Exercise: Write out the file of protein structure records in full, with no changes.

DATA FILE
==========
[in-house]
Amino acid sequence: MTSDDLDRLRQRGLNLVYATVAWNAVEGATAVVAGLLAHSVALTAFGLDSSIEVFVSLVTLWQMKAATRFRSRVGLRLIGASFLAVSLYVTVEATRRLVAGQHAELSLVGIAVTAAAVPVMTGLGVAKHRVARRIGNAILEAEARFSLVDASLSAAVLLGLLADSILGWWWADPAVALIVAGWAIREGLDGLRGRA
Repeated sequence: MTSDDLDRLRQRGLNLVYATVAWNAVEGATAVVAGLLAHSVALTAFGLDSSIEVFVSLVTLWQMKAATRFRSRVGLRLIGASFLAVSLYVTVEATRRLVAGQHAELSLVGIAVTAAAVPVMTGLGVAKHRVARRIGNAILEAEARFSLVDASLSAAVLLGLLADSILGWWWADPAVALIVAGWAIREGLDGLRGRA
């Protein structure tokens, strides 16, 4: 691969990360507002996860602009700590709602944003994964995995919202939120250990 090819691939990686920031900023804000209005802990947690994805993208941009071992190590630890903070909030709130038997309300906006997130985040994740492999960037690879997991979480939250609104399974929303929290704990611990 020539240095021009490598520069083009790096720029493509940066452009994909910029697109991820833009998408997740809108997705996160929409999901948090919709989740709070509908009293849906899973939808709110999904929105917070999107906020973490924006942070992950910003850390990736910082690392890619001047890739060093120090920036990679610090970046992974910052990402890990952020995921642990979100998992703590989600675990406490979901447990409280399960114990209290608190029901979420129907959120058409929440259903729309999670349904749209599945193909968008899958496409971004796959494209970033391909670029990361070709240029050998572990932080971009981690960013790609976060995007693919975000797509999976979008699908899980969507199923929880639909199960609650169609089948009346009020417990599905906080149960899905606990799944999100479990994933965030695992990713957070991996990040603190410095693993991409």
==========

[in-house]
Amino acid sequence: MTSDDLDRLRQRGLNLVYATVAWNAVEGATAVVAGLLAHSVALTAFGLDSSIEVFVSLVTLWQMKAATRFRSRVGLRLIGASFLAVSLYVTVEATRRLVAGQHAELSLVGIAVTAAAVPVMTGLGVAKHRVARRIGNAILEAEARFSLVDASLSAAVLLGLLADSILGWWWADPAVALIVAGWAIREGLDGLRGRA
Repeated sequence: MTSDDLDRLRQRGLNLVYATVAWNAVEGATAVVAGLLAHSVALTAFGLDSSIEVFVSLVTLWQMKAATRFRSRVGLRLIGASFLAVSLYVTVEATRRLVAGQHAELSLVGIAVTAAAVPVMTGLGVAKHRVARRIGNAILEAEARFSLVDASLSAAVLLGLLADSILGWWWADPAVALIVAGWAIREGLDGLRGRA
């Protein structure tokens, strides 16, 4: 691969990360507002996860602009700590709602944003994964995995919202939120250990 090819691939990686920031900023804000209005802990947690994805993208941009071992190590630890903070909030709130038997309300906006997130985040994740492999960037690879997991979480939250609104399974929303929290704990611990 020539240095021009490598520069083009790096720029493509940066452009994909910029697109991820833009998408997740809108997705996160929409999901948090919709989740709070509908009293849906899973939808709110999904929105917070999107906020973490924006942070992950910003850390990736910082690392890619001047890739060093120090920036990679610090970046992974910052990402890990952020995921642990979100998992703590989600675990406490979901447990409280399960114990209290608190029901979420129907959120058409929440259903729309999670349904749209599945193909968008899958496409971004796959494209970033391909670029990361070709240029050998572990932080971009981690960013790609976060995007693919975000797509999976979008699908899980969507199923929880639909199960609650169609089948009346009020417990599905906080149960899905606990799944999100479990994933965030695992990713957070991996990040603190410095693993991409």